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Throughout the upheavals of the last few years, TD CEO Bharat Masrani has steered with a steady hand

Bharat Masrani, Group President and Chief Executive Officer of TD Bank Group, in Sept. 2020.Fred Lum/The Globe and Mail

A global pandemic is a tough time to be a consumer-focused bank, and for the past two years, Toronto-Dominion Bank TD-T has been hit harder than many of its competitors.

Large banks have come through COVID-19 mostly unscathed so far, thanks to massive government support and surging revenues from trading and investment banking as the pandemic upended global markets. But retail-focused banks such as TD have been knocked back on their heels as abruptly as the consumers and businesses whose everyday banking and borrowing forms the bread and butter of their revenues.

Throughout the upheavals, TD CEO Bharat Masrani has steered with a steady hand. Rather than risk overreacting to global forces beyond TD’s control, he has held fast to a well-worn strategy, even when the bank underperformed relative to rival banks.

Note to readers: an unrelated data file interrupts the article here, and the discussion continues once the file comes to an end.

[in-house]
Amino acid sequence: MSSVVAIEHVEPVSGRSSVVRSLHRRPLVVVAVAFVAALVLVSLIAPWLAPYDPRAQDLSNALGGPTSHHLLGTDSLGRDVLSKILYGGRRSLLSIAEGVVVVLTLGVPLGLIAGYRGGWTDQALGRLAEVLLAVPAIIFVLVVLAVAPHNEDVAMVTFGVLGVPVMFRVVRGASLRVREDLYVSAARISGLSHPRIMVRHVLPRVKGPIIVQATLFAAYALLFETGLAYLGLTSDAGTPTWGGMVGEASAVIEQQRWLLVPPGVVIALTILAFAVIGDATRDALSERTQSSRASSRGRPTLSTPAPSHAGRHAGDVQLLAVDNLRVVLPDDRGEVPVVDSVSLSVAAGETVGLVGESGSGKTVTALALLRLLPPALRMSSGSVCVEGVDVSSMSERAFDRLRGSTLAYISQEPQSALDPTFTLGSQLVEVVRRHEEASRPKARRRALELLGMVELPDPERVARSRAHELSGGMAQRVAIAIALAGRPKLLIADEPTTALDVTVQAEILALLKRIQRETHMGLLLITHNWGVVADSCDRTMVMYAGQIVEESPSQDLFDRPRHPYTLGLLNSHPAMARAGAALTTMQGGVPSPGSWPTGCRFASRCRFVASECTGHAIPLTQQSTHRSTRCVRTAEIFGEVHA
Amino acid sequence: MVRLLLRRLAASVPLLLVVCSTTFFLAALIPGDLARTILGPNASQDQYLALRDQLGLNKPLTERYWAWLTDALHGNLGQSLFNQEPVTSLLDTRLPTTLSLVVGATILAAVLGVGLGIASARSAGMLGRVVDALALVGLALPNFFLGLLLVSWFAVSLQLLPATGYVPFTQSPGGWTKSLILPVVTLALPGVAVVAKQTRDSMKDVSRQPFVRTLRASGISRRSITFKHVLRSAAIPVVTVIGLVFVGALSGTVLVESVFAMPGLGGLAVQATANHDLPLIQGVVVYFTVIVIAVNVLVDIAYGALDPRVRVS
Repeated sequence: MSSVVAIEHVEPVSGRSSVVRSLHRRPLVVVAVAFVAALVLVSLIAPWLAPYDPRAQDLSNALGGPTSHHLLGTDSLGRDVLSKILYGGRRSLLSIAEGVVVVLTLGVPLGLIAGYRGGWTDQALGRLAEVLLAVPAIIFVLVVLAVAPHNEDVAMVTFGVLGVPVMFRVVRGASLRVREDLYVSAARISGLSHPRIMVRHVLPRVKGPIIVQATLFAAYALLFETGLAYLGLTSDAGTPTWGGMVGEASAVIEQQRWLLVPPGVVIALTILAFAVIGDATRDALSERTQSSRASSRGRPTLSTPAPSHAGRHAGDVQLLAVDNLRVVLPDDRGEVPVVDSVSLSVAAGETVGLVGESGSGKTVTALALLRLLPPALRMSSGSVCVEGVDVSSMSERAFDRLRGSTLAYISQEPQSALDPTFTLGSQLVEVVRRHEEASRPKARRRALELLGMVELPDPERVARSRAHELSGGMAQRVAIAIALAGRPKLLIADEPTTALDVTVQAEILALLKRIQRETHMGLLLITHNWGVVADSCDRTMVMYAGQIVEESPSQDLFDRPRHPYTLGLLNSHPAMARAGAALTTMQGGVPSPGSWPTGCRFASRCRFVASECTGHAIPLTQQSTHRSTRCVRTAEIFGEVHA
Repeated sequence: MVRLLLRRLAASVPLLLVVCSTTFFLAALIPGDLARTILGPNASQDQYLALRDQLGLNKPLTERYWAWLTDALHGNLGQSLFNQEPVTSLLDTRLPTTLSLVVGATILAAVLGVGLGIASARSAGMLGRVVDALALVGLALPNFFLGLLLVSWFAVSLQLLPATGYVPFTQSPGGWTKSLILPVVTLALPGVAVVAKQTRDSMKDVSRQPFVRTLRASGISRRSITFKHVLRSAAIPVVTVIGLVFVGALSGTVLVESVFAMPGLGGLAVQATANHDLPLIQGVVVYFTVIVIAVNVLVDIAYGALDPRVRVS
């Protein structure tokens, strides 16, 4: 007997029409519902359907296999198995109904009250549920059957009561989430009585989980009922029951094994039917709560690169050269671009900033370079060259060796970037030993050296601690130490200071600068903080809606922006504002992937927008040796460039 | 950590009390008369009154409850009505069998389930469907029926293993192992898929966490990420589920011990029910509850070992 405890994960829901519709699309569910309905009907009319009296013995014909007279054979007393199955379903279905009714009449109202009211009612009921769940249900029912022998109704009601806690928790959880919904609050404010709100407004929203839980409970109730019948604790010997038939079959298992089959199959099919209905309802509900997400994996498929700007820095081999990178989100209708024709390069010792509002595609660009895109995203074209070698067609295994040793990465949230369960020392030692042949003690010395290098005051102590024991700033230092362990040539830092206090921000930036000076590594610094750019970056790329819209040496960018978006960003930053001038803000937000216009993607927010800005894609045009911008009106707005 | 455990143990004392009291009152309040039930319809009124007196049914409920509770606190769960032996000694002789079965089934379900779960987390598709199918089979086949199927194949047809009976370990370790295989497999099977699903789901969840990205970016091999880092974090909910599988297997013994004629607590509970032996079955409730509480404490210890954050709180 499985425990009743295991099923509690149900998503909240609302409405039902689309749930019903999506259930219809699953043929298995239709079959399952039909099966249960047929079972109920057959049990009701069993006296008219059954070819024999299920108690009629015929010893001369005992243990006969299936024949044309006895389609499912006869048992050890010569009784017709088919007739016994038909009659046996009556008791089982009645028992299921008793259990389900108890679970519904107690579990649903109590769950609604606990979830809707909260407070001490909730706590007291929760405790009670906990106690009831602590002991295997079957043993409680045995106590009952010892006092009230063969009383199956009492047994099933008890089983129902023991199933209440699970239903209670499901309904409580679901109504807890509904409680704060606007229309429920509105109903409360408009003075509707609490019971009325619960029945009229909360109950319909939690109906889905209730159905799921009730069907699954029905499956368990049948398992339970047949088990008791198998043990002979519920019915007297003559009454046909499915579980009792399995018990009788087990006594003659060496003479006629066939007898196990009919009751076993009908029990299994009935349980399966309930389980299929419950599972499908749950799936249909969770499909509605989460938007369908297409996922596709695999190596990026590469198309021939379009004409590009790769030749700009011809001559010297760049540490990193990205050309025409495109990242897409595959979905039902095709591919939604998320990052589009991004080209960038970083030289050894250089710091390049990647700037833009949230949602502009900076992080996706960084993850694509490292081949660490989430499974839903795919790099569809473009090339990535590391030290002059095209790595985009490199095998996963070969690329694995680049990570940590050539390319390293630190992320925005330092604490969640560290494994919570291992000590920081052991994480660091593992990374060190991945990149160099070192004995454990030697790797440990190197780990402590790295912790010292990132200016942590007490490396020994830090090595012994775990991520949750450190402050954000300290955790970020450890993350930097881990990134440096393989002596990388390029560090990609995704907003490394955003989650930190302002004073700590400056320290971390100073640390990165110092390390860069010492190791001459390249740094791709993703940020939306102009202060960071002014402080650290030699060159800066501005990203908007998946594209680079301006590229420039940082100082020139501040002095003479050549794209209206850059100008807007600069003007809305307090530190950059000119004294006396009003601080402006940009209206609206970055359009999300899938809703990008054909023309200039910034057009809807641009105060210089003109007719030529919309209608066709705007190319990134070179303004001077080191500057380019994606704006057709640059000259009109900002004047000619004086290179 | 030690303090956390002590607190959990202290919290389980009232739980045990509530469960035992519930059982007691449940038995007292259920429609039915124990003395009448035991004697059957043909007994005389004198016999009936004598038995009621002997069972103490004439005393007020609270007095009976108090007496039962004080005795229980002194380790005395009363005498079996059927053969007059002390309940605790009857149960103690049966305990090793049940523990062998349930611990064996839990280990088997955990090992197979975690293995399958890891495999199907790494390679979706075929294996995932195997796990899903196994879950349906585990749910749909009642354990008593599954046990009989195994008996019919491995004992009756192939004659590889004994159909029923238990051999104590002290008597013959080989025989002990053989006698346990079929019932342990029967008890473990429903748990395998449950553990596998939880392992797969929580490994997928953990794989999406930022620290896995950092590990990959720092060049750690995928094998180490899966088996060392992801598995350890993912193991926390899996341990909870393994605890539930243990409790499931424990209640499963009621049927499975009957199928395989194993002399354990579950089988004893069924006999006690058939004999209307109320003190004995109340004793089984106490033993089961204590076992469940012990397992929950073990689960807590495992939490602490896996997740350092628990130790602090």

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Interest rates declined to rock-bottom levels. Banks charge higher interest on loans than they pay on deposits, and TD is the most sensitive to rates among Canada’s banks, so it suffered the largest decline in profit margins on loans over the past two years.

Consumers also cut back on spending, stayed home and used government assistance to pay down debt, causing revenues to decline in TD’s large credit card portfolio, which is weighted toward hard-hit spending categories such as travel and luxury goods. And lockdowns interrupted the rhythms of branch banking, where TD is still a leader with 1,061 branches in Canada and 1,148 across the eastern United States.